Goth gossip: Want to be in a vampire movie? Of course you do! Hop across to Vampire Victim and enter their comp to win the chance to travel to Bulgaria (flights, accomodation, etc all included) and have your moment in the spotlight being eaten alive by a vampire in a Syfy Original Movie (the competition is being held by the Syfy channel). Can't thank Dan enough for spotting this for me on Syfy!

Not sure precisely why I'm promoting a competition that I've actually entered, but hey...
OF COURSE I entered. Bulgaria, vampires, hello?!

13 comments:

Shiken said...

Does this mean I lose Goth Points for knowing only 1 Egyptian god in the song "Jackal Head" by the Cruxshadows?

Never liked ancient Egypt ever, too much sand.

DEATH OF A RAVEN said...

Nobody's left you many decent comments, so I will. The whole Egyptian theme does work well in Goth. This worked very well with Ofra Haza and The Sisters Of Mercy on Temple Of Love 92. The Egypt sound has featured a lot in may pieces of Gothic music. So, yes. The sound does go very well mixed into Gothic culture.

Shiken said...

@D of a R

?! My comment was good too.....
I think.

Sara said...

I love it!

Emily Lynn G. said...

Hm. This reminds me of Anne Rice's "Servant of The Bones" and her Gothic shift to Ancient Babylon (+1 Goth Point) Certainly almost any ancient culture could be goth-a-fied? (Oh, how cool a Roman goth would be!!)My favorite time period+place will always be 19th Century England<3

Black_Lilly said...

Eygpt has always deeply facinated me. I love this.
Oh yeah, the Cairo Tutankhamun exhibit is in Melbourne this months!!!! So excited!

Ashlee said...

I love Ancient Egypt! It's my favorite ancient civilization. (Is it weird to have one of those? lol) If I could stand the colour gold I would totally do a bit of Egyptian Goth.

Laurel said...

Good luck with the competition Amy :)

Anonymous said...

Stupid question: has anyone invented a fashion style that involves "classic" or "timeless" fashion? I mean something not as casual as post-punk goth, and something other than corp goth? Kind of like the little black dress, white button down, trench--all goth staples, I know. I'm not doing a great job of what I mean. I'm thinking of something as elegant as Victorian goth, but with less emphasis on historic period--Audrey Hepburn comes to mind, as well as other famous starlets of the 50s and 60s like Marylin Monroe. I don't know--maybe that is corp goth? I can see elements of tribal goth being shared with Egyptian goth, to get back on topic. Smile. That would make sense, seeing as Egypt is one of the places that bellydance hails from.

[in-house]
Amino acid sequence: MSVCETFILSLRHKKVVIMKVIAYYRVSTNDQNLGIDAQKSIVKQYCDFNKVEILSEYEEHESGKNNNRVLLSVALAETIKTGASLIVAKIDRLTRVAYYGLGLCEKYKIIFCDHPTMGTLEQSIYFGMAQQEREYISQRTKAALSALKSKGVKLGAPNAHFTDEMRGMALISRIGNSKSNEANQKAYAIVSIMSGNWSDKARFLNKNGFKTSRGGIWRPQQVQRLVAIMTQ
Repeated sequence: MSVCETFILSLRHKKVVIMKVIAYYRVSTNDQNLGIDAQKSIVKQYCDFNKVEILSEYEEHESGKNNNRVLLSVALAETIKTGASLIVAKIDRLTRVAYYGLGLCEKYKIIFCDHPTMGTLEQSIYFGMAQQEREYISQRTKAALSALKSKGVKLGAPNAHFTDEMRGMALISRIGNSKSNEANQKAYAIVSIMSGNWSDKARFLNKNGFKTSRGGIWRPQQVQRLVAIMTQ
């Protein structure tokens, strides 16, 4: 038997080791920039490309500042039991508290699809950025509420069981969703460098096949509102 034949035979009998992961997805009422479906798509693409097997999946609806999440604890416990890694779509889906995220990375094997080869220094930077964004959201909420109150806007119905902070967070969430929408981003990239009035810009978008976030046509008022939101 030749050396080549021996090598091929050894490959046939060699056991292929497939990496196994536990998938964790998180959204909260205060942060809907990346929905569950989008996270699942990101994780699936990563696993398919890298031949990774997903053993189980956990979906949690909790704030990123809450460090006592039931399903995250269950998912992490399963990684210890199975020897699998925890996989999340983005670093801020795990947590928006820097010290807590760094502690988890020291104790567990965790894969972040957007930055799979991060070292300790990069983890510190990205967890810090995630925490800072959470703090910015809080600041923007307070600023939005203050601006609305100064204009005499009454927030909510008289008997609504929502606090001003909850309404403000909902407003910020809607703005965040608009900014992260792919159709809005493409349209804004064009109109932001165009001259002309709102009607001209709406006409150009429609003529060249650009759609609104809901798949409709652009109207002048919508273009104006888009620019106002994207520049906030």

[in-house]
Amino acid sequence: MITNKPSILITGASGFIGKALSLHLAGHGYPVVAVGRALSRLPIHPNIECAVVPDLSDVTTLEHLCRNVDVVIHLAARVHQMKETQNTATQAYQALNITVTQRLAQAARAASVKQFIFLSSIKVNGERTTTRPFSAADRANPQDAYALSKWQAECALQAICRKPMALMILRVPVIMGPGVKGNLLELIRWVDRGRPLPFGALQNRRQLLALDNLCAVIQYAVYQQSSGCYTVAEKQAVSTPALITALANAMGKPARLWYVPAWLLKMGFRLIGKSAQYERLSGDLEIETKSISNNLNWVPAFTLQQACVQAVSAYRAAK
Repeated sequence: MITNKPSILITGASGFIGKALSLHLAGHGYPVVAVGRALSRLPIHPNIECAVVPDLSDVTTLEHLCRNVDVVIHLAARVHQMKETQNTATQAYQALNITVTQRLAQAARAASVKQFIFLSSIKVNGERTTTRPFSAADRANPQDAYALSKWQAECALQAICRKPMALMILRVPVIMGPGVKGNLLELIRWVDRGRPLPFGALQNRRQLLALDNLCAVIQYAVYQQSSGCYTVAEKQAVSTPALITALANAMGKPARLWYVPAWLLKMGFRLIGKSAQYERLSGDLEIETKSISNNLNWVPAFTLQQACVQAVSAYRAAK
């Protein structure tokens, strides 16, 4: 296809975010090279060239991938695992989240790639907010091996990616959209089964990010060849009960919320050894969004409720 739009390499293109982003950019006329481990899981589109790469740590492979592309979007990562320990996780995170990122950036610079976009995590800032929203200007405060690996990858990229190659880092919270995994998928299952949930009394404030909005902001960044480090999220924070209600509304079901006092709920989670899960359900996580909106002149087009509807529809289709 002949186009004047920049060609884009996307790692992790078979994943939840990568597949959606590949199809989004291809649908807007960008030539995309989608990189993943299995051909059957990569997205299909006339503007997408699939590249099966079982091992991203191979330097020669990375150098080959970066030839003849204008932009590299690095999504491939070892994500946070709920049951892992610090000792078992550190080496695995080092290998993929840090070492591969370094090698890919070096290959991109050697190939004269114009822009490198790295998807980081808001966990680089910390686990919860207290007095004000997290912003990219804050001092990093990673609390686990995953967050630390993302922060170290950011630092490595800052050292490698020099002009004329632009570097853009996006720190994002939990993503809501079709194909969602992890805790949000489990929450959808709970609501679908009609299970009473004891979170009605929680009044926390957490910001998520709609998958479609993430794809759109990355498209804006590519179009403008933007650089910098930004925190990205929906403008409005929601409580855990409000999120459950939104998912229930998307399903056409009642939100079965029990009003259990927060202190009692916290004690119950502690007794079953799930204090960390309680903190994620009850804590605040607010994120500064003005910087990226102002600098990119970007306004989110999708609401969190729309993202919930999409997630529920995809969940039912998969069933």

Heather said...

Great article! :)

Thorn said...

As a Jewish...whatever I am, I am opposed to Egyptian anything, unless it is absolutely neccessary.

Stormatia said...

Okay, so after reading this article, the Oriental Goth, Geeky goth, Tribal Goth, and Industrial Goth articles, my only conclusion is this:

Goth can be bent to match anyone. It doesn't matter what kind of interests you have, because you can express them no matter what.

I scanned through these articles and realized that I have a lot of these interests. I always used to feel strange by letting my geeky/faery/hippie/industrial/metal sides show.

I feel a bit more confident after reading these articles because I don't have to try and fit a particular mold! It is mine to shape! :]

Cherry Divine said...

The Egyptian style is amazing to look at. It is a style as ancient as Egypt itself. Cleopatra and Isis must've been very sexy Goddesses. The head attire styles of Tiaras were very gorgeous for perfect Gothic Queens.